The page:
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The quest for the best ‘unexpected’ AC/DC cover
07.20.2015
05:12 am

Topics:
Music

Tags:
ACDC
Lesley Gore
Pat Boone


 
I was recently listening to the excellent 2002 compilation When Pigs Fly: Songs You Thought You’d Never Hear. The album is a collection of “unexpected” cover songs by seemingly mismatched artists. For example, Don Ho doing “Shock the Monkey” and Herman’s Hermits doing “White Wedding.” Great stuff. But the best track is undoubtedly Lesley Gore’s version of AC/DC’s “Dirty Deeds Done Dirt Cheap” with its soulful verses and “girl group sound” choruses.
 

Lesley Gore, one of the top female pop stars of the ‘60s, best known for “It’s My Party” and “You Don’t Own Me,” had a successful musical career from 1963 until her untimely death early this year.
 
Listening to Gore’s “Dirty Deeds” reminded me that Pat Boone had tackled similar “unexpected” AC/DC cover territory five years prior on 1997’s In a Metal Mood: No More Mr Nice Guy album. Boone, whose career was basically based on being the safe, parent-palatable alternative to Elvis Presley, broke with the conventions of his fundamentalist fanbase on that album—a collection of heavy metal covers done in a Vegas style. Boone does a Rat Pack-inspired version of “It’s a Long Way to the Top.”
 

Pat Boone had a successful career as a singer dating back to 1954 where he, for the most part, recorded “safe for white people” versions of black artist’s rock and roll songs.
 
Both of these “rocking but not rocking” covers of AC/DC tunes are great. Which one would win in a face-off? It’s hard to say. Personally, I think “Dirty Deeds” is better source material than “It’s a Long Way to the Top,” but man, Boone’s arrangements on his cover are ace. For my money though, Gore barely edges Boone out—I’m a sucker for ‘60s female pop singers.

Can you make the call? Or perhaps you have a suggestion for a better “unexpected” AC/DC cover? Let us know in the comments.
 

 

 

Posted by Christopher Bickel | Leave a comment
Lesley Gore on ‘Batman,’ 1967
07.31.2014
06:10 am

Topics:
Music
Pop Culture
Television

Tags:
Batman
Lesley Gore


 
In a two episode story arc from the classic 1960s Batman TV series, Catwoman and her protégé Pussycat drugged Batman and Robin in order to compel them to become criminals. Robin got a little fresh, too, incidentally. But in the end SPOILER FROM ALMOST 50 YEARS AGO it turns out that all along, Batman was faking being drugged so that he could infiltrate Catwoman’s crime organization and rescue Robin. Cheeky devil! You can clearly see why that needed to be two episodes.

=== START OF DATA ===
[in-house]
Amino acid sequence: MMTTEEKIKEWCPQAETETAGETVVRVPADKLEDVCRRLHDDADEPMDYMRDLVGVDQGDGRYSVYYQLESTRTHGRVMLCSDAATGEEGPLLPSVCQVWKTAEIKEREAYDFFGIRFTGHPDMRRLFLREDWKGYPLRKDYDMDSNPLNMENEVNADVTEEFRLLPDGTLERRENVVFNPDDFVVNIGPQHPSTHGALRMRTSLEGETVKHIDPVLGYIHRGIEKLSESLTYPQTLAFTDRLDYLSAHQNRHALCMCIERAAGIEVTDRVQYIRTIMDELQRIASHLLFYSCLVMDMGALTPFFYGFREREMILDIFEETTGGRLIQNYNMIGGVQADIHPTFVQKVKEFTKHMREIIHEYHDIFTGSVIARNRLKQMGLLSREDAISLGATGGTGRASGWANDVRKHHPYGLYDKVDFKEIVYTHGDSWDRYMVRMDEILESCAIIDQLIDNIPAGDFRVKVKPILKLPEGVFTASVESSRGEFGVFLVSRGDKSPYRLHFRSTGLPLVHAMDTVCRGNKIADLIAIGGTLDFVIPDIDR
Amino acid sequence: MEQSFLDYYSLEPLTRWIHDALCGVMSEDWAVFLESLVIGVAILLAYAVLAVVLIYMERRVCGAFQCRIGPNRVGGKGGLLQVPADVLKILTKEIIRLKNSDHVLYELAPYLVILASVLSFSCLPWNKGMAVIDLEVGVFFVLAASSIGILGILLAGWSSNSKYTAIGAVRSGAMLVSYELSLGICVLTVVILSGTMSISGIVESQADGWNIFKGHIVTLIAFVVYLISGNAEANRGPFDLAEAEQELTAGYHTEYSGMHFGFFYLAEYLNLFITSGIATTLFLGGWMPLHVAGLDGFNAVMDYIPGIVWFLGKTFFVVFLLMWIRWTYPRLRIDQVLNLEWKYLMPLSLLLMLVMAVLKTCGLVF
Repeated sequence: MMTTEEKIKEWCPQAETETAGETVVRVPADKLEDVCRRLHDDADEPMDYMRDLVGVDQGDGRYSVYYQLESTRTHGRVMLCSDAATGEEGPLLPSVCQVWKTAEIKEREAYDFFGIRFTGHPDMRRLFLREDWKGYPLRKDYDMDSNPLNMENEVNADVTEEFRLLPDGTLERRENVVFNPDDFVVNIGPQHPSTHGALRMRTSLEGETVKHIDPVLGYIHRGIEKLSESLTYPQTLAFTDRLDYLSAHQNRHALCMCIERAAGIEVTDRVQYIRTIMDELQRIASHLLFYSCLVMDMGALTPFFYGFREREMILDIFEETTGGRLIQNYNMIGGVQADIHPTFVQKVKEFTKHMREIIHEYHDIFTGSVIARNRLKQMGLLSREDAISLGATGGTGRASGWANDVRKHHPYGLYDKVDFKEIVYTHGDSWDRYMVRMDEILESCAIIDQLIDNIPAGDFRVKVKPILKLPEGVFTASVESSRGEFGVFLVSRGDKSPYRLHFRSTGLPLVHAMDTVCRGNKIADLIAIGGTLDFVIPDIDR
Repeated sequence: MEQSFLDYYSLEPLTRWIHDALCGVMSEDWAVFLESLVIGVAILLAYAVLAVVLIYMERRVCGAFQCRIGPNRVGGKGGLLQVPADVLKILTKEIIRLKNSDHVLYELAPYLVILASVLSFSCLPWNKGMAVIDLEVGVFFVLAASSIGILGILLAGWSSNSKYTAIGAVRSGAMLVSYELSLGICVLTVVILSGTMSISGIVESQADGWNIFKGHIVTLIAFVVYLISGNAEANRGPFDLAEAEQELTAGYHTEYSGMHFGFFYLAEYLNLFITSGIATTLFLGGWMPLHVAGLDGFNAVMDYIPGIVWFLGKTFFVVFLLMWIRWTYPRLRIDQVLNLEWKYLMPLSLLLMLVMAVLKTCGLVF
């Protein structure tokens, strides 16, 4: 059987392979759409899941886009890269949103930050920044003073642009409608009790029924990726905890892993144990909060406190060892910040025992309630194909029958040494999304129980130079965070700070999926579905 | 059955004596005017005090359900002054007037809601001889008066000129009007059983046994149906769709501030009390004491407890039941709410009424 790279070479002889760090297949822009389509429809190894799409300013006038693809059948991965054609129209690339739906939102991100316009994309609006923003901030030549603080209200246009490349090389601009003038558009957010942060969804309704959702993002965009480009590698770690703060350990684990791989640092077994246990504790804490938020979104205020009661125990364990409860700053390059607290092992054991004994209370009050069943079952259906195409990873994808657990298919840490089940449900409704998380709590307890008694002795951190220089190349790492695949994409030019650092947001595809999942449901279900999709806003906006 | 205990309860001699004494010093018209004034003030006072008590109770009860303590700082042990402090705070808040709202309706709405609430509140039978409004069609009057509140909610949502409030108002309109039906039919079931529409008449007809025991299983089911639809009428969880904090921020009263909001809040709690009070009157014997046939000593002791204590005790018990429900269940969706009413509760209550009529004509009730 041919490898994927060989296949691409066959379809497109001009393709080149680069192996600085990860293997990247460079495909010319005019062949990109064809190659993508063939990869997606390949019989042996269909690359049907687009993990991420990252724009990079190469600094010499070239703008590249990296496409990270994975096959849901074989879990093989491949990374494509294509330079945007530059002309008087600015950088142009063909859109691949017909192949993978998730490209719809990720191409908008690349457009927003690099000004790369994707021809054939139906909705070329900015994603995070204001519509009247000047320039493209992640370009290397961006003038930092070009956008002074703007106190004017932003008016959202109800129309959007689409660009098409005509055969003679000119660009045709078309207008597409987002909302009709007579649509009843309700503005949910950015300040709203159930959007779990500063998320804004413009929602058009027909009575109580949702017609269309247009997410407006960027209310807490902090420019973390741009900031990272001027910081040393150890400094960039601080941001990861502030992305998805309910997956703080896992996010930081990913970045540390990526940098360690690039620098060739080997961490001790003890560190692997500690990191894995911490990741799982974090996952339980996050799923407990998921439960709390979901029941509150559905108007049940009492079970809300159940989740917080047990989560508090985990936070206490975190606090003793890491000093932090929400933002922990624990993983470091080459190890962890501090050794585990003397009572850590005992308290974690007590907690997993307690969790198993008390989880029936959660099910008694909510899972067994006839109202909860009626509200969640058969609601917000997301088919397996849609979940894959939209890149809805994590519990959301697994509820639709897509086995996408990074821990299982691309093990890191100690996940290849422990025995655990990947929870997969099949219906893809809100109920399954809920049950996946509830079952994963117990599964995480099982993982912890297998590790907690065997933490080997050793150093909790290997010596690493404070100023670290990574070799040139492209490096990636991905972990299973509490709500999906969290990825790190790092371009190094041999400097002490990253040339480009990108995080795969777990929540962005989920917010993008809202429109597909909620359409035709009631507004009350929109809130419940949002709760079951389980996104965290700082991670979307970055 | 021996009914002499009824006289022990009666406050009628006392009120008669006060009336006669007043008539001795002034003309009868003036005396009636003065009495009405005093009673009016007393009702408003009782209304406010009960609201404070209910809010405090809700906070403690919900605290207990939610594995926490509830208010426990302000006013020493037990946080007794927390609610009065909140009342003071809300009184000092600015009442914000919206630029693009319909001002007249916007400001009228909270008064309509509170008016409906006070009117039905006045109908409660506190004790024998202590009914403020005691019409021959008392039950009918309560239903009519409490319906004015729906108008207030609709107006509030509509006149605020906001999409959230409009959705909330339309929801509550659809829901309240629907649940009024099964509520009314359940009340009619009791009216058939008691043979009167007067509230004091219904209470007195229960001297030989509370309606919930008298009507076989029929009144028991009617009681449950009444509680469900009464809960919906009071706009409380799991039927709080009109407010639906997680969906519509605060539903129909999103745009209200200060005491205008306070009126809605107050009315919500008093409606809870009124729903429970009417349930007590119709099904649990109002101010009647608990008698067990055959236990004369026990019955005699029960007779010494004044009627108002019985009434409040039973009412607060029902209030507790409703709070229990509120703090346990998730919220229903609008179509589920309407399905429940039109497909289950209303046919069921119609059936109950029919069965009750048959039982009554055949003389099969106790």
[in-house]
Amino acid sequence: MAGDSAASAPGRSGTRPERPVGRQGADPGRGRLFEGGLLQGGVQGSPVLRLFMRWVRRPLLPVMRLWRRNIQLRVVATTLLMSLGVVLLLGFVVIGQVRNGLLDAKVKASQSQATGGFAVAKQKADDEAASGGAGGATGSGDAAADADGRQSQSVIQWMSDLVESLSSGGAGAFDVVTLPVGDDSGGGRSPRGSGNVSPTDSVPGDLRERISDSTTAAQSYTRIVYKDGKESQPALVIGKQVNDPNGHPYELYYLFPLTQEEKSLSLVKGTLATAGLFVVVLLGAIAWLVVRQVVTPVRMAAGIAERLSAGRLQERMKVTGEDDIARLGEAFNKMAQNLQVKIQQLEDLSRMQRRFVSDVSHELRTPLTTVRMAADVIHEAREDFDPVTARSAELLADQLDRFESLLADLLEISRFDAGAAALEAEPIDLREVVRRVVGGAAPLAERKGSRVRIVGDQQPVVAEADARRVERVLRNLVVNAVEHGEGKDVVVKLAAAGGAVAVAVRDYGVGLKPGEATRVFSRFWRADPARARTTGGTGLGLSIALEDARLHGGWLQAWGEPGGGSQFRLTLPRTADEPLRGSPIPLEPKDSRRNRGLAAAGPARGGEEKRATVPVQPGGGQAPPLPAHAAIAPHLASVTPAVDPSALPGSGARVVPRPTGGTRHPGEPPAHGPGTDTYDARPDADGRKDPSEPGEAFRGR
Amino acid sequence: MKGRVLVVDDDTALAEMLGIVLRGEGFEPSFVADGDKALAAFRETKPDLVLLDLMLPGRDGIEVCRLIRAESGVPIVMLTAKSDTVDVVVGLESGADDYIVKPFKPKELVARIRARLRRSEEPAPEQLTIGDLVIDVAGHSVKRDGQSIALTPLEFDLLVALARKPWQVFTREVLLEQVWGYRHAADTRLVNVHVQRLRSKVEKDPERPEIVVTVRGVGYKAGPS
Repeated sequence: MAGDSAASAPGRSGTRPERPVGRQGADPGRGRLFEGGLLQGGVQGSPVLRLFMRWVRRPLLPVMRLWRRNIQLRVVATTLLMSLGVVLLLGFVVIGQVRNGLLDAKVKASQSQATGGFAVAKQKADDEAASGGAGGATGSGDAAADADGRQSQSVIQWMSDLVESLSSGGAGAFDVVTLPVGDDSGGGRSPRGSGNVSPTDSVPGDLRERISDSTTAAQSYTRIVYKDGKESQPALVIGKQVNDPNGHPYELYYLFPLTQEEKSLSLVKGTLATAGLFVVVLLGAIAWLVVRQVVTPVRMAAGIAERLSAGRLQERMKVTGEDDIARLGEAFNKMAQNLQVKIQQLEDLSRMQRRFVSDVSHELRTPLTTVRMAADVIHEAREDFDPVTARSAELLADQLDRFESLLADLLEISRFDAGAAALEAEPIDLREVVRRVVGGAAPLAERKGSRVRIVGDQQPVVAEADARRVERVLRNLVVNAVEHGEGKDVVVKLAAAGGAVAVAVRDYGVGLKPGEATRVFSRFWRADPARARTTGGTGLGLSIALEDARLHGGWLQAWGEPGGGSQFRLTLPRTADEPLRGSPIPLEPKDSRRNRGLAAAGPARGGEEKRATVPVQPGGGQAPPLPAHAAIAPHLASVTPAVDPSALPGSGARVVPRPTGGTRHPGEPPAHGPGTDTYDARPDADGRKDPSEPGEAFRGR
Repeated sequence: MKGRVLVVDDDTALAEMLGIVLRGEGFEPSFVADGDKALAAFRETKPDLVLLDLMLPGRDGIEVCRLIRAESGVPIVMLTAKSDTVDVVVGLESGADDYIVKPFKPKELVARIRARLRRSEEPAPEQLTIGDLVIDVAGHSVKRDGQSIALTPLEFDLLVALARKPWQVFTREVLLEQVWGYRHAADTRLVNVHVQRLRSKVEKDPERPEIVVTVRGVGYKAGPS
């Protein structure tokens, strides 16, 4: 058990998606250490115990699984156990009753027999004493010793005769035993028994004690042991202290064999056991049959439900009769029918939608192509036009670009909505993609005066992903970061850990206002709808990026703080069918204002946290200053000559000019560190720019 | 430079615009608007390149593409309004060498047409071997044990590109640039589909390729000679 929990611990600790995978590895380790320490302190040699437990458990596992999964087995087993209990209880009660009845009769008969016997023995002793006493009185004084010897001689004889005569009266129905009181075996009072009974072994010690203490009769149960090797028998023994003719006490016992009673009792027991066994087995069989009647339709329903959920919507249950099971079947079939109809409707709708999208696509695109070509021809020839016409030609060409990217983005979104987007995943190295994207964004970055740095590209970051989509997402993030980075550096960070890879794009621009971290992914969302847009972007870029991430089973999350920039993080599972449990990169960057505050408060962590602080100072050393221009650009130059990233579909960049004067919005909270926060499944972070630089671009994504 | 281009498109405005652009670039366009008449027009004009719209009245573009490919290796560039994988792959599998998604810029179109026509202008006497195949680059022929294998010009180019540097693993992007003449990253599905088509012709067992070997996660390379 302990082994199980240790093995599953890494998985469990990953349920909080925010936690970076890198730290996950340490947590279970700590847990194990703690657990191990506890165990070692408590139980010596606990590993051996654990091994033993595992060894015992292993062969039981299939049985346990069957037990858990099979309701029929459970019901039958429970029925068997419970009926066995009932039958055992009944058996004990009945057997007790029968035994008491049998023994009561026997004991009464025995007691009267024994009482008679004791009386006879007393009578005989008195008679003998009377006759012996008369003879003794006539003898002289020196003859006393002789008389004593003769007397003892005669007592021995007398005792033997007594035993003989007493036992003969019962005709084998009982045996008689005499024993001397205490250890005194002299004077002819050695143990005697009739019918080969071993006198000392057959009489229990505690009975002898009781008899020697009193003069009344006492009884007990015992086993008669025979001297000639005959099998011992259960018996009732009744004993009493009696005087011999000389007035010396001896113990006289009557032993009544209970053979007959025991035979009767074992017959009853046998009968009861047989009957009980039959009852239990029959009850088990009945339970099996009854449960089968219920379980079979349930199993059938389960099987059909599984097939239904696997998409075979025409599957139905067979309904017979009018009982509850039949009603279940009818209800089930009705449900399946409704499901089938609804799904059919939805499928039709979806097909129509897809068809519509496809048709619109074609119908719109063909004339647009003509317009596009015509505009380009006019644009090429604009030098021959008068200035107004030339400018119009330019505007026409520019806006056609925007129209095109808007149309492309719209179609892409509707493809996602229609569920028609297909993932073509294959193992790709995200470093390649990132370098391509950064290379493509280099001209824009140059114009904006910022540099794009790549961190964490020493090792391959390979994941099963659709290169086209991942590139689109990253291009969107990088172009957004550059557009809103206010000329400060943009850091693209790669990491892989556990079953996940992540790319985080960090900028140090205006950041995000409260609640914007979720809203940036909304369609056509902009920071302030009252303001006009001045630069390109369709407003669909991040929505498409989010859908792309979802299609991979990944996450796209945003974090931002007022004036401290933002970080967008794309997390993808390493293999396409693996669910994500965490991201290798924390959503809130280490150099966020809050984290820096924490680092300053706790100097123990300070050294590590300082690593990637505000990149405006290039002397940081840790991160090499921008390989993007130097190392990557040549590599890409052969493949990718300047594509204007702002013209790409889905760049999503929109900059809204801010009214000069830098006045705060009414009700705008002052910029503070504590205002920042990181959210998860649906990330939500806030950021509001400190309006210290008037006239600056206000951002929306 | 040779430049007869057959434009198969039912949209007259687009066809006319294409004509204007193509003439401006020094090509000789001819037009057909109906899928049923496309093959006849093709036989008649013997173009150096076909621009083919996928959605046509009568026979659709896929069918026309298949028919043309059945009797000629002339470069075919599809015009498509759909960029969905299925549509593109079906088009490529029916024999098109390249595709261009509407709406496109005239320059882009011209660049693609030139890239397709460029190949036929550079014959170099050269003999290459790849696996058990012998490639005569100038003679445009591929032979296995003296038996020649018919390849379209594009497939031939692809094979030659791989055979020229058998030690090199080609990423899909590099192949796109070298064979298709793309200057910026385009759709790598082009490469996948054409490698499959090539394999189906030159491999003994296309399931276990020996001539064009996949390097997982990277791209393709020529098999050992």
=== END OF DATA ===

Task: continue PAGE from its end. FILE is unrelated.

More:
Of course it’s pretty stupid, but nobody watches that show for award-winning teleplays, we watch it because nobody sane hates huge, goofy, colorful fun. POW! And we watch these two episodes in particular because Pussycat was played by pop icon Lesley Gore, who gets to perform a song in each episode, and nobody sane hates awesome, sugary, ‘60s female vocal pop. You don’t hate that, right? If you do, Jeeeeesus, how many puppies have you kicked today, fascist?

When these episodes aired, Gore was still only 20 years old, but was already a veteran pop star, famous for still-familiar hits like “It’s My Party,” “Judy’s Turn to Cry,” and the awesome “You Don’t Own Me.” Gore never left the music business, though she stopped regularly producing LPs in the mid ‘70s. She earned an Oscar nomination in 1980 for co-writing (but not singing) a song from the Fame soundtrack, and she made headlines in 2005, when her coming out as a lesbian more or less coincided with her song “Words We Don’t Say” being featured in an episode of The L Word. Amusingly, her super-chipper 1965 top-20 hit “Sunshine, Lollipops And Rainbows” has lately found a 21st Century afterlife, being featured in multiple commercials, and in the kiddie flick Cloudy with a Chance of Meatballs. On Batman, she’s seen performing music from her then-forthcoming LP California Nights, “Maybe Now,” and the title song, which would enter the top 20 within a couple months of the episode’s broadcast.
 

 

 
Previously on Dangerous Minds
You Don’t Own Me: Lesley Gore, Lena Dunham, Miranda July and others fight back in the war on women

Posted by Ron Kretsch | Leave a comment
You Don’t Own Me: Lesley Gore, Lena Dunham, Miranda July and others fight back in the war on women


 
1960s teen idol Lesley Gore leads the charge against Mitt Romney and the GOP—with some well-known indie female faces like Lena Dunham, Carrie Brownstein, Miranda July, Tavi Gevinson, Tracey Ross and more—with a wicked lip-dub protest version of her 1964 hit “You Don’t Own Me.”

It’s truly hard to believe that in this day and age women are still fighting to get this message across.

Mitt Romney and the Republican Party are determined to overturn Roe V. Wade. Romney has not supported equal pay for women (The Lily Ledbetter Fair Pay Act). Romney has vowed to defund Planned Parenthood. Romney has vowed to repeal the Affordable Care Act. Romney doesn’t want health care to cover birth control. Romney says same sex marriage should be banned with a Constitutional Amendment.

snip

This election is shockingly close. Our safety is at stake. Our silence is consent and our vote is our voice. Let’s get active. Let’s get out every vote we can. Let’s make this election a mandate. A mandate to finally ensure women the respect, dignity and equality we all deserve! This is now. This is our call to action. Once and for all, let’s take back the power that is so inherently and naturally ours!

 

Posted by Tara McGinley | Leave a comment